Schumer seeks election security funding, legislation
Senate Minority Leader Chuck Schumer wants Congress to boost funding for election security while deriding the Trump administration for failing to prepare for threats to the balloting next year.
In a letter to his Democratic colleagues Tuesday, Schumer said the administration is "not forcefully and adequately responding to the attack on our democracy" in light of the findings by special counsel Robert Mueller. He proposed three legislative remedies, predicting all could secure significant GOP backing, for the sort interference detailed in Mueller's report:
- Provide additional funding for state and local election infrastructure and administration.
- Fully fund the Election Assistance Commission.
- Consider election security legislation, such as the stalled Secure Elections Act, which was sponsored by Republican James Lankford of Oklahoma last year.
At a press briefing, Schumer said Democrats were "going to push for a significantly higher number" than the $380 million given to states last year for election security. State officials have told Congress the money doesn't go far enough. He also urged the Senate to impose additional sanctions on Russian President Vladimir Putin and requested a meeting with intelligence officials to learn what the U.S. is doing to protect against interference with the voting of 2020.
The Federal Election Commission has once again punted on establishing rules for identifying who is sponsoring online political advertisements. Thursday marked the fourth consecutive meeting in which the topic fell to the wayside without a clear path forward.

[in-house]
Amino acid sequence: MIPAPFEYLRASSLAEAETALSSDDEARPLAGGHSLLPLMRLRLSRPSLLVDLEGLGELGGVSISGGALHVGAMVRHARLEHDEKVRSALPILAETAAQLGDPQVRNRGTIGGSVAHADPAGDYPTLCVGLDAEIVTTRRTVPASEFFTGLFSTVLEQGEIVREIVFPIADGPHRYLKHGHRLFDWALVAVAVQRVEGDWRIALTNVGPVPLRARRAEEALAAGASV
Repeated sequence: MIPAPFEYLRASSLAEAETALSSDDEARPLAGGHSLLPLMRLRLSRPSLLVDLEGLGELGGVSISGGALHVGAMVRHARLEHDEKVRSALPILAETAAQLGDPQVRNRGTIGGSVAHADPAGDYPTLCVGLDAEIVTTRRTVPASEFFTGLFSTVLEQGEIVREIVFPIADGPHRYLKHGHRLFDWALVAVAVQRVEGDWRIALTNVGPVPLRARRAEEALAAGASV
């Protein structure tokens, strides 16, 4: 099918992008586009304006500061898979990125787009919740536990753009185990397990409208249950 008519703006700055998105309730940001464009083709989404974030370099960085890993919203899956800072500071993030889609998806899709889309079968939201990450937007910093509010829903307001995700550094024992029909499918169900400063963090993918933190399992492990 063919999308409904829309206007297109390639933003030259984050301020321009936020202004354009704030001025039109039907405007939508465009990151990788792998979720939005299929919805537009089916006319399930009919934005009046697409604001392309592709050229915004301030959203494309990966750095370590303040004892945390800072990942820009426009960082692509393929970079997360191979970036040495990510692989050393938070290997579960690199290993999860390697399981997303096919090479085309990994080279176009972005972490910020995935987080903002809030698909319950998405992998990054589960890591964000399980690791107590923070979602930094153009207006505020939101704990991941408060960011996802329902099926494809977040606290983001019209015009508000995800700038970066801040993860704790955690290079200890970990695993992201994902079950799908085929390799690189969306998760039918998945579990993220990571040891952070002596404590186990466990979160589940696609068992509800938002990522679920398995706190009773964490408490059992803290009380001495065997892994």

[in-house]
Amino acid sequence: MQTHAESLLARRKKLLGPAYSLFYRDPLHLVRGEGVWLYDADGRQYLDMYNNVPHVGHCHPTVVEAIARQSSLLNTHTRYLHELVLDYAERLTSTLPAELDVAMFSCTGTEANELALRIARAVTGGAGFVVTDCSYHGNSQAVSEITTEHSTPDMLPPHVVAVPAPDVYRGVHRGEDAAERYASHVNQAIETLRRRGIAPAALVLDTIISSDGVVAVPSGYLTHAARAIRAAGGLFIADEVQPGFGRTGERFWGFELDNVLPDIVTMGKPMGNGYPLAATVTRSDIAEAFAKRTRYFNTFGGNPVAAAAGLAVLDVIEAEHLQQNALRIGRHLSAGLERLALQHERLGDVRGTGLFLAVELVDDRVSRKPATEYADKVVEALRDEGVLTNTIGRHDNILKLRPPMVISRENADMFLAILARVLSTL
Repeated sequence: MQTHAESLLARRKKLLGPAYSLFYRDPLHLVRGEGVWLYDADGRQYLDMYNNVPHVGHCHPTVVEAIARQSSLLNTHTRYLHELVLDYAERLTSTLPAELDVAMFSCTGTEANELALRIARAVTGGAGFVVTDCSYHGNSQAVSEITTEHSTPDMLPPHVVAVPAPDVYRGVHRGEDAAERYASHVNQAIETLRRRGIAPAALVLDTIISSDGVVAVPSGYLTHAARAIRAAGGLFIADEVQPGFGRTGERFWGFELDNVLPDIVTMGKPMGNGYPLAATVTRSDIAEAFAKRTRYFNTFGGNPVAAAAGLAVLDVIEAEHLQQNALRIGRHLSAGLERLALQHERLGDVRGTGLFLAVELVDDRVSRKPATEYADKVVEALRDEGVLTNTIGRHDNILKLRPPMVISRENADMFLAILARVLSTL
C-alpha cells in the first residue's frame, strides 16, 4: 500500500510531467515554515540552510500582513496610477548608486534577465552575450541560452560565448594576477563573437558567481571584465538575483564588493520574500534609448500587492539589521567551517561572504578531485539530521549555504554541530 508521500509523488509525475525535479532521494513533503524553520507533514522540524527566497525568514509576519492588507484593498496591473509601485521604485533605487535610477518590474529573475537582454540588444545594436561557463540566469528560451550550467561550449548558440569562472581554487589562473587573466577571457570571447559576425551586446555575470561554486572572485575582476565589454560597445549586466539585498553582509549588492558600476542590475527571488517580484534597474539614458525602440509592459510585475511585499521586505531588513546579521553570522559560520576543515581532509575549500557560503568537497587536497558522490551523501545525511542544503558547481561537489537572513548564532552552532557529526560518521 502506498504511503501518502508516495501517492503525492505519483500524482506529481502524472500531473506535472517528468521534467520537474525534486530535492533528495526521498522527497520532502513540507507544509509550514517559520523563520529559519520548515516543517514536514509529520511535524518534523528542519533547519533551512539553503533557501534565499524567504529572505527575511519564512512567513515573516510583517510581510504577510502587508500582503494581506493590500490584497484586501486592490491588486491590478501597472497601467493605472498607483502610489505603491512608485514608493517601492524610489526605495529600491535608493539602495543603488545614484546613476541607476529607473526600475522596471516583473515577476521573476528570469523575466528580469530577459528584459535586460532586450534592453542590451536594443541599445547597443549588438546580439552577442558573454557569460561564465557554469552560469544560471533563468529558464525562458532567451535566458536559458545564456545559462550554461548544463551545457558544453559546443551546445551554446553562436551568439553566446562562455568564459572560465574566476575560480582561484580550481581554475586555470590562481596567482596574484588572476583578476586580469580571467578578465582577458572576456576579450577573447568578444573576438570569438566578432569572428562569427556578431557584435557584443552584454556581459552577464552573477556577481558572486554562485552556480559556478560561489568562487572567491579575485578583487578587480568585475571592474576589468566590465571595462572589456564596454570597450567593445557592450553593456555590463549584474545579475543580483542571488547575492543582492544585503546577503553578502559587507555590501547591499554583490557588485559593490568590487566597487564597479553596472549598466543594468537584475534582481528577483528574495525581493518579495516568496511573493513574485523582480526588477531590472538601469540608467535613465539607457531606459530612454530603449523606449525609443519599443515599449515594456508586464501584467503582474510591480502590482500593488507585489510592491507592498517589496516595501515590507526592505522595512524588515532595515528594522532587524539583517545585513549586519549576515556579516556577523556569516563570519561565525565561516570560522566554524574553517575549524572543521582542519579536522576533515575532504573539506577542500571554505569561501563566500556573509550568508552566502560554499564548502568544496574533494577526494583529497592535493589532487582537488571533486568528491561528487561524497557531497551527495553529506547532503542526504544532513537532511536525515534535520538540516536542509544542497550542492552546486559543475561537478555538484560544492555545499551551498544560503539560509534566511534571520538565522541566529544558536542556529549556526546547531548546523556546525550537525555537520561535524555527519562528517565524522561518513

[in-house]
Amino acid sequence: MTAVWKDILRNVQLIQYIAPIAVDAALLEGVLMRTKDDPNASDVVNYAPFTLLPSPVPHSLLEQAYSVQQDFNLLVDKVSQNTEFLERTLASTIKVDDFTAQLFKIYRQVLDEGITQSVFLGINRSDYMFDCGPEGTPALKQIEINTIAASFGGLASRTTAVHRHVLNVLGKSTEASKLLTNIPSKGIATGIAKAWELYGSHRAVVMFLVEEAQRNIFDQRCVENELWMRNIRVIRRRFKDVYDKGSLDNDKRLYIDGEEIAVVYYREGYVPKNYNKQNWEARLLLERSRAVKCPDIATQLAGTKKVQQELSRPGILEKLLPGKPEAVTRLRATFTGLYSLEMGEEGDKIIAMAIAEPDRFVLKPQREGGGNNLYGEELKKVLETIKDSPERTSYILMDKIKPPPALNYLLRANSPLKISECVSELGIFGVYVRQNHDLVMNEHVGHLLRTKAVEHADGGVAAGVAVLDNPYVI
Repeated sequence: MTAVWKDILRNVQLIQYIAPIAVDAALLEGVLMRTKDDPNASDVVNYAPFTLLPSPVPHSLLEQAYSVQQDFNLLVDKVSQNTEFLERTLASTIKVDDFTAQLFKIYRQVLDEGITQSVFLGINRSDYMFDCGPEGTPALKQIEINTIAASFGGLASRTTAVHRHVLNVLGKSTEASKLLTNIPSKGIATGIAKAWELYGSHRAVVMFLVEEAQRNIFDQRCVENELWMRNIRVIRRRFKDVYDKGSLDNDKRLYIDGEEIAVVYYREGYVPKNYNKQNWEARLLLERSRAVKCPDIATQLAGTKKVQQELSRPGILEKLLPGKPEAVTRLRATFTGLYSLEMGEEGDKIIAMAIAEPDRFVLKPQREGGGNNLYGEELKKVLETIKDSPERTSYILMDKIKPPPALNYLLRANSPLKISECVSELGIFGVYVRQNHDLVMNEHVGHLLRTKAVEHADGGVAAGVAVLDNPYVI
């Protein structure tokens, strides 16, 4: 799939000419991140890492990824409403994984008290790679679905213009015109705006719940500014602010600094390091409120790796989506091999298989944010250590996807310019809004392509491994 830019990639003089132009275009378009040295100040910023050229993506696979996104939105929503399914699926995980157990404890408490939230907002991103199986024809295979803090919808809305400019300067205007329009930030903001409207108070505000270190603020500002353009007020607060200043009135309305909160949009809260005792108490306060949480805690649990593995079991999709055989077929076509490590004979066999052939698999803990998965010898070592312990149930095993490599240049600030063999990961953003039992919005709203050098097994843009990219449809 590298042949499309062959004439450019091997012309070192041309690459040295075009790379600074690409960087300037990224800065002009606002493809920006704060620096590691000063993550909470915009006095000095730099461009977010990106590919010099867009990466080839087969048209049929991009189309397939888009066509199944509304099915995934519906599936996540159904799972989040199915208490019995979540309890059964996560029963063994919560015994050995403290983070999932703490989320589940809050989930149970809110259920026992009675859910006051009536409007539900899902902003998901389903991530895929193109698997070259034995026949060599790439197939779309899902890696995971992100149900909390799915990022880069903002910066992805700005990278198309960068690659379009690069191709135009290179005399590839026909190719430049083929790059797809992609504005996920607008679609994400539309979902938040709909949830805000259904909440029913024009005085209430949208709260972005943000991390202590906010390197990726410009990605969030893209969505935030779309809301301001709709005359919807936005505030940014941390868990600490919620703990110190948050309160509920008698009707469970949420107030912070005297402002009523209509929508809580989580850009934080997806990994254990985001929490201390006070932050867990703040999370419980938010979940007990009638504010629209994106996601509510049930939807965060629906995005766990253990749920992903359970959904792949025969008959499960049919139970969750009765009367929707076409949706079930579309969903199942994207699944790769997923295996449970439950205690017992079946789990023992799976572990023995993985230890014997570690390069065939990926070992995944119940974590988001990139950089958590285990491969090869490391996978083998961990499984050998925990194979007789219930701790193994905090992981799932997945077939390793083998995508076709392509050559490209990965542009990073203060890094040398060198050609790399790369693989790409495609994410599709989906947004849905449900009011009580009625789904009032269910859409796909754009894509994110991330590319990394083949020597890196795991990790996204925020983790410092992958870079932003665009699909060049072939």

FEC Chairwoman Ellen Weintraub revived debate on the topic in June when she introduced a proposal on how to regulate online political ads. In her proposal, she said the growing threat of misinformation meant that requiring transparency for political ads was "a small but necessary step."
Vice Chairman Matthew Petersen and Commissioner Caroline Hunter put forth their own proposal soon after Weintraub, but the commissioners have failed to find any middle ground. At Thursday's meeting, a decision on the agenda item was pushed off to a later date.
Weintraub's proposal says the funding source should be clearly visible on the face of the ad, with some allowance for abbreviations. But Petersen and Hunter want to allow more flexibility for tiny ads that cannot accommodate these disclaimers due to space.
The California Supreme Court is fast-tracking its review of a challenge to a new law that would require President Trump to make public his tax returns in order to get on the state's ballot for the 2020 election.
A lawsuit seeking to block implementation of the law was filed August 6 by the California Republican Party against Secretary of State Alex Padilla. It claims the law violates California's constitution.
Two other challenges, one filed by Trump's personal lawyers, are pending in federal court.